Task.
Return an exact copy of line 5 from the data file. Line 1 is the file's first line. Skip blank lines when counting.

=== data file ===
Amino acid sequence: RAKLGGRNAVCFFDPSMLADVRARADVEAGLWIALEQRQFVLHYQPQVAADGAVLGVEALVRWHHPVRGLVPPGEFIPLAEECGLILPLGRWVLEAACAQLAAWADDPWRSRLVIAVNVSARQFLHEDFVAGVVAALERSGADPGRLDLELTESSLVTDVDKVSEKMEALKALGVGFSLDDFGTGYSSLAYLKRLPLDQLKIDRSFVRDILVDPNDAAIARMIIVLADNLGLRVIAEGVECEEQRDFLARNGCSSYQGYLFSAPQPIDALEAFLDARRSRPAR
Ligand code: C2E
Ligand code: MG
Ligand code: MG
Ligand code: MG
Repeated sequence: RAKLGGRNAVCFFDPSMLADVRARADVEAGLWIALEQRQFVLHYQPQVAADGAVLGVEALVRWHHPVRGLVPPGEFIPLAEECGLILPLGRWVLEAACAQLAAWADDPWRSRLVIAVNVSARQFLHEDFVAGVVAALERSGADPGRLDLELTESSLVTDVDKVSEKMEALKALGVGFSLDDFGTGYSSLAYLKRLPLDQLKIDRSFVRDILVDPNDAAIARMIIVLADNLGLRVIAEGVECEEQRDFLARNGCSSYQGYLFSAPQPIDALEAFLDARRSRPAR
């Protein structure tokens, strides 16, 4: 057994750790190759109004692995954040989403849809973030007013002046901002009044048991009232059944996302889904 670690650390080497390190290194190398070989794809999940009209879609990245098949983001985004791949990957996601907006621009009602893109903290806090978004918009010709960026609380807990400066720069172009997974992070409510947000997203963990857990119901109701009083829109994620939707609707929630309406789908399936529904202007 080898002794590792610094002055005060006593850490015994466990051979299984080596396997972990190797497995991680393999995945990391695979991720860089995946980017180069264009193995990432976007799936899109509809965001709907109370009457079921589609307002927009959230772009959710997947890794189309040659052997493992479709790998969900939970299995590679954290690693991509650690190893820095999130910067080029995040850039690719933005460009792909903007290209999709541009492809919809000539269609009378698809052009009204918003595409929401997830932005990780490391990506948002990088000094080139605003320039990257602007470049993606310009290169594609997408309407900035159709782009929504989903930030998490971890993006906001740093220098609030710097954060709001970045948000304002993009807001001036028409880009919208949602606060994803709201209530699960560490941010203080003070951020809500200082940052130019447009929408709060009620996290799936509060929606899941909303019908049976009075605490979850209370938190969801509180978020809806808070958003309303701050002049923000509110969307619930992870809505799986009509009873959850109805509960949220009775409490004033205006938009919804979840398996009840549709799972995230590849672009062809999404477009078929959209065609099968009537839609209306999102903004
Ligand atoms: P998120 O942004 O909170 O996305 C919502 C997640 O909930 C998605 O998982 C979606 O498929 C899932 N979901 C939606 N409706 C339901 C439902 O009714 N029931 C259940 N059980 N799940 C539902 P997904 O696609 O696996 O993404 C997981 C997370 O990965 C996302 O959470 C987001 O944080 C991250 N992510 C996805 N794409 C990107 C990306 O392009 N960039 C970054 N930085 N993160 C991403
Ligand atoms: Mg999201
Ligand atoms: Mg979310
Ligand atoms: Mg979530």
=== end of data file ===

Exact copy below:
Ligand code: MG